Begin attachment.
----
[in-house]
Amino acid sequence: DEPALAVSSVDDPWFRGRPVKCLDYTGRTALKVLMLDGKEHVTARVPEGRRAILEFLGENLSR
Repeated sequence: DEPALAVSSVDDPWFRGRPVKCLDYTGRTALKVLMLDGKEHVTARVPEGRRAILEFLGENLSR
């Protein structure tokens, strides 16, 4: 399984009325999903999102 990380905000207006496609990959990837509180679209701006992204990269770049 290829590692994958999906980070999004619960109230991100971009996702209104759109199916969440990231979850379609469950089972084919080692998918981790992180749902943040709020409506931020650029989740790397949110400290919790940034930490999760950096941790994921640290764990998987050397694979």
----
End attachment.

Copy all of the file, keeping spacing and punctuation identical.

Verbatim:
[in-house]
Amino acid sequence: DEPALAVSSVDDPWFRGRPVKCLDYTGRTALKVLMLDGKEHVTARVPEGRRAILEFLGENLSR
Repeated sequence: DEPALAVSSVDDPWFRGRPVKCLDYTGRTALKVLMLDGKEHVTARVPEGRRAILEFLGENLSR
């Protein structure tokens, strides 16, 4: 399984009325999903999102 990380905000207006496609990959990837509180679209701006992204990269770049 290829590692994958999906980070999004619960109230991100971009996702209104759109199916969440990231979850379609469950089972084919080692998918981790992180749902943040709020409506931020650029989740790397949110400290919790940034930490999760950096941790994921640290764990998987050397694979």